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Texas Voting Rights

Amid voter rolls debacle, Speaker Nancy Pelosi says Texas Republicans are undermining the U.S. Constitution

Pelosi was in Austin to promote an election reform bill that would require local election officials to make it easier to vote.

House Speaker Nancy Pelosi and U.S. Rep. Lloyd Doggett, D-TX 35, hold a joint press conference on H.R. 1 on Mar. 5, 2019.

Texas Voting Rights

Whether it’s a botched voter citizenship review, legal battles over how the state draws its political maps, or the efforts to remove barriers to casting ballots, voting rights issues are the source of constant debate in Texas. Read The Texas Tribune’s comprehensive coverage of voting rights issues and tell us if you’ve encountered problems while trying to vote in Texas.

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Weeks into a flawed voter citizenship review effort that jeopardized the voting rights of thousands of naturalized citizens, Democratic U.S. House Speaker Nancy Pelosi on Tuesday aligned recent actions of Texas Republican leaders with what she characterized as broader efforts to undermine the U.S. Constitution.

Joining Democratic U.S. Rep. Lloyd Doggett in his hometown of Austin to rally support for federal legislation that would expand voting access, Pelosi stood with Julieta Garibay, a naturalized citizen who was among the almost 100,000 registered voters whose citizenship was questioned by Texas officials. Pelosi celebrated Democrats winning a majority in the U.S. House, which she said gave the party “leverage against these unconstitutional actions that are being taken by some in power in this state.”

“I say to [Republicans] sometimes: When we get to heaven and meet our founders, are you going to say to them, ‘I did everything in my power to suppress the vote’? Because that is what you are doing,” Pelosi said.

Pelosi pointed to President Donald Trump’s declaration of a national emergency at the border, partisan gerrymandering and the Trump administration’s efforts — backed by top Texas Republicans — to add a citizenship question to the 2020 Census as the context through which the state of voting rights should be viewed.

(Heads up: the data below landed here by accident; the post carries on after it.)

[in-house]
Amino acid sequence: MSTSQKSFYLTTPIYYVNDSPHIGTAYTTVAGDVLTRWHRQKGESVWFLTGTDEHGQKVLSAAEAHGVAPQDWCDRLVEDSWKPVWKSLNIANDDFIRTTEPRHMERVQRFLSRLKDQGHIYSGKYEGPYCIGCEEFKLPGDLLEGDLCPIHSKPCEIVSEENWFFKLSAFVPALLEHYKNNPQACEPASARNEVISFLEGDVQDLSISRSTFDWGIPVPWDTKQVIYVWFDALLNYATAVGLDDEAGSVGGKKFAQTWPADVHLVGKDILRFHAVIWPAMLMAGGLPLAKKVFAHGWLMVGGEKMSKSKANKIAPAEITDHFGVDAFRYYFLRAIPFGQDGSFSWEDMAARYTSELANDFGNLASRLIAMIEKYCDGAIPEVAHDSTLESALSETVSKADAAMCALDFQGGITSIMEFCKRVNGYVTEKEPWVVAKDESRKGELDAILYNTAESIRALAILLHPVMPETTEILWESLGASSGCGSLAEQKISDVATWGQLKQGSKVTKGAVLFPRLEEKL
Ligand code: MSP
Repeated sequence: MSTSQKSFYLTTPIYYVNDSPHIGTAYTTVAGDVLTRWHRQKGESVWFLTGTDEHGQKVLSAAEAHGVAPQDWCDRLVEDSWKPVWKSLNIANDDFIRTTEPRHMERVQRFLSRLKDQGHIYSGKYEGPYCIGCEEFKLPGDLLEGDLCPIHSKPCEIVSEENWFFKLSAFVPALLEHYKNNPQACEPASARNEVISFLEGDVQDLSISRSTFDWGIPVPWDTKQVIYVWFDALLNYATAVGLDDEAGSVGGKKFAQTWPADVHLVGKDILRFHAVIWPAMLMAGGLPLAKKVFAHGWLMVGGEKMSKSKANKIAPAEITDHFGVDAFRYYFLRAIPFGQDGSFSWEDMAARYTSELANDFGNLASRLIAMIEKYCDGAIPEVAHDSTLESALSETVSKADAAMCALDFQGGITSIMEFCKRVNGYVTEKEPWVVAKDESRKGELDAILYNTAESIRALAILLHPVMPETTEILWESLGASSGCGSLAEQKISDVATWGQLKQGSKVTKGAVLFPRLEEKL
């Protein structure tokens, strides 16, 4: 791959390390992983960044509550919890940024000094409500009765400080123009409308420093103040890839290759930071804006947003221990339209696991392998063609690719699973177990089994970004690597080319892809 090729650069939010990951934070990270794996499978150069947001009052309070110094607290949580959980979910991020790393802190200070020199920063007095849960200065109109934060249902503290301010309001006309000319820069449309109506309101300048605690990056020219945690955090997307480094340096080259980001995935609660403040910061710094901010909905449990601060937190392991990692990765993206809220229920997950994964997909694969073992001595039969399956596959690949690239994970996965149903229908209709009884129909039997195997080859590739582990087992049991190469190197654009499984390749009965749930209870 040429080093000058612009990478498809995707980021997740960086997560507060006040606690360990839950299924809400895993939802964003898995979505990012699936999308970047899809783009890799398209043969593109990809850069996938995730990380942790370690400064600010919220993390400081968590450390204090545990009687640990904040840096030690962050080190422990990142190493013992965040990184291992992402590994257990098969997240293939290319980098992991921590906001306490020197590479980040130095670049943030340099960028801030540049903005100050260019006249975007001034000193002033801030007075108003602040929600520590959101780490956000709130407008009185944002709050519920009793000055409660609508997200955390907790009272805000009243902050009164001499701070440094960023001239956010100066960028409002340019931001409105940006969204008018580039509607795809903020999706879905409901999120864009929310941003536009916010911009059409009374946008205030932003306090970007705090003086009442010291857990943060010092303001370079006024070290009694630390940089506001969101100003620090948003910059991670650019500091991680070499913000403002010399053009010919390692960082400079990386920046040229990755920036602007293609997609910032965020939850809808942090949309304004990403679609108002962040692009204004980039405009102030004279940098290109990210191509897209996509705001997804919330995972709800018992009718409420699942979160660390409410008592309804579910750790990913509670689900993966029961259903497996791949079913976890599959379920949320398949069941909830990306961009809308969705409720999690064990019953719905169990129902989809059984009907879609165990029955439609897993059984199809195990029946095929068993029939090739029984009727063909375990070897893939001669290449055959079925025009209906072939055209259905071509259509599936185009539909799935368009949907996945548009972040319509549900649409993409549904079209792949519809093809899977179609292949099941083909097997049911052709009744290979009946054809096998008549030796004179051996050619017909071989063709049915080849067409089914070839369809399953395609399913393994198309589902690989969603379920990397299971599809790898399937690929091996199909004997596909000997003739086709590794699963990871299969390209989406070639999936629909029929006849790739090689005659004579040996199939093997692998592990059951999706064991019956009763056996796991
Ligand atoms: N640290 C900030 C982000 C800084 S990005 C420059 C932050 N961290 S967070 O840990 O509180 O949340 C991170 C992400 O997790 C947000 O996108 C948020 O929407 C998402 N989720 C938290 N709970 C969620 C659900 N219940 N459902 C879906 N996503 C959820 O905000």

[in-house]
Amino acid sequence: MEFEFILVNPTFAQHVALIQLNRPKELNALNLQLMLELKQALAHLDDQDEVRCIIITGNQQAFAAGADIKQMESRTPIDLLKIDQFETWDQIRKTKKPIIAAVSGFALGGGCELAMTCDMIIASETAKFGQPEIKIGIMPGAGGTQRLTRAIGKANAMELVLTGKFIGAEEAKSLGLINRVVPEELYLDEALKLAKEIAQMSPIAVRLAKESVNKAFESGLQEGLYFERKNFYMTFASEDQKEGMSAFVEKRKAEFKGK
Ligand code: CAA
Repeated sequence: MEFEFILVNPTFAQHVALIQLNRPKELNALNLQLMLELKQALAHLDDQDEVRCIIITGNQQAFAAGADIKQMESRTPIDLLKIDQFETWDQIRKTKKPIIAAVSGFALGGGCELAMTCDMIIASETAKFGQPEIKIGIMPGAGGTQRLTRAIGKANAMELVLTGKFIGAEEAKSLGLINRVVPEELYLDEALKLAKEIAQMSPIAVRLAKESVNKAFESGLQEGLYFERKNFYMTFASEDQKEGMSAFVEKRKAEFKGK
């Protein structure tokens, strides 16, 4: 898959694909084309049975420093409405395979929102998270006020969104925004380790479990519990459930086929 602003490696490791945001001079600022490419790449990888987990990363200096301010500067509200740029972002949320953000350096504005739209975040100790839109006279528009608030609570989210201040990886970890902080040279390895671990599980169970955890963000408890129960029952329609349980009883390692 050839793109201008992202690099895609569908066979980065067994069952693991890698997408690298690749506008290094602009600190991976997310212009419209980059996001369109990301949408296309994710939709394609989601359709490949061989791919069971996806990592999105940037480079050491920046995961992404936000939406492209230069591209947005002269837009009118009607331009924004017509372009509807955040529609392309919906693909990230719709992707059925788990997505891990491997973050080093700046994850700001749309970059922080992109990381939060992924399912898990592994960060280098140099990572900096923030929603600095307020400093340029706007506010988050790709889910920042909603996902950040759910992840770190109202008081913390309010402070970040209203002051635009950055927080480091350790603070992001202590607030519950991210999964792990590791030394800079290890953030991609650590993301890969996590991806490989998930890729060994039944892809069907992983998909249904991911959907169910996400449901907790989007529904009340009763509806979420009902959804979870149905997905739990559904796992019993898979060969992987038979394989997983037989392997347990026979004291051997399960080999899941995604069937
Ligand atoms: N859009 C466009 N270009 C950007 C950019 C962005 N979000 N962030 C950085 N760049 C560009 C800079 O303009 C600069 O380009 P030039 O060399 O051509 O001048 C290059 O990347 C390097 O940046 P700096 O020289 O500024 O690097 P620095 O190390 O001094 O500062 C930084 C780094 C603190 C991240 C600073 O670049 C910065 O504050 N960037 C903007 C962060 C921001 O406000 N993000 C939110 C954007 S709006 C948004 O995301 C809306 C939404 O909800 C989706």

And she highlighted Garibay as a “victim” of Texas’ botched voter rolls. Pelosi said Garibay's story proved the need to pass House Resolution 1, a sweeping election reform bill that would require local election officials to make it easier to vote by establishing automatic voter registration and creating new rules for certain voter rolls purges, among other measures. The U.S. House is expected to vote on the legislation this week.

“The actions taken here in Texas cross the threshold of saying no, saying no to what has happened here but saying yes to what the vision was of our founders for our democracy,” Pelosi said.

Pelosi’s comments come as the state’s voter citizenship review continues to unravel. Republican Gov. Greg Abbott is now blaming the longtime head of the Department of Public Safety, Steve McCraw, for foul-ups in the data that the Texas secretary of state’s office used to flag almost 100,000 registered voters as possible noncitizens.

Meanwhile, Texas Secretary of State David Whitley, an Abbott appointee, is facing a tough confirmation fight amid the fallout surrounding the review efforts, which were riddled with errors that led officials to wrongly question the citizenship status of almost 25,000 Texans and seemingly targeted tens of thousands of naturalized citizens who are legitimate voters.

Despite inaccuracies in the data, Abbott and Whitley have defended the review, saying it was part of a good-faith effort to ensure the integrity of the voter rolls.

“The secretary of state has kind of a singular mission, and that is to promote fair elections in the state of Texas,” Abbott said Monday. “One thing that he believes in, one thing that I think all Texans can agree upon, and that is fair elections mean two things: Everyone who is eligible to vote should be able to vote. Everyone who is ineligible to vote should be denied the ability to vote.”

The review effort landed the state in federal court. And District Judge Fred Biery so far has sided with the naturalized citizens and voting and civil rights groups that sued the state. Those groups allege that the review process was unconstitutional because it placed electoral burdens on naturalized citizens that native-born Americans in Texas would not face.

As part of the state’s review, naturalized citizens on the state’s list began receiving letters ordering them to prove they are citizens within 30 days to avoid being kicked off the rolls. Biery has since temporarily blocked local officials from purging any voters from the rolls as part of the citizenship review.

On Tuesday, Pelosi avoided explicitly criticizing the top Republicans behind the state’s voter rolls review by name. But Doggett and Garibay echoed concerns by Democrats and civil rights leaders about the detrimental effect they believe the Republican’s review will have on naturalized citizens.

“Whitley, [Attorney General Ken] Paxton and Abbott sounded a false alarm of voter fraud with the sole purpose of not only trampling over my rights as a U.S. citizen but of intimidating foreign-born, naturalized citizens like me from exercising our rightful duty to go out and vote,” Garibay said.

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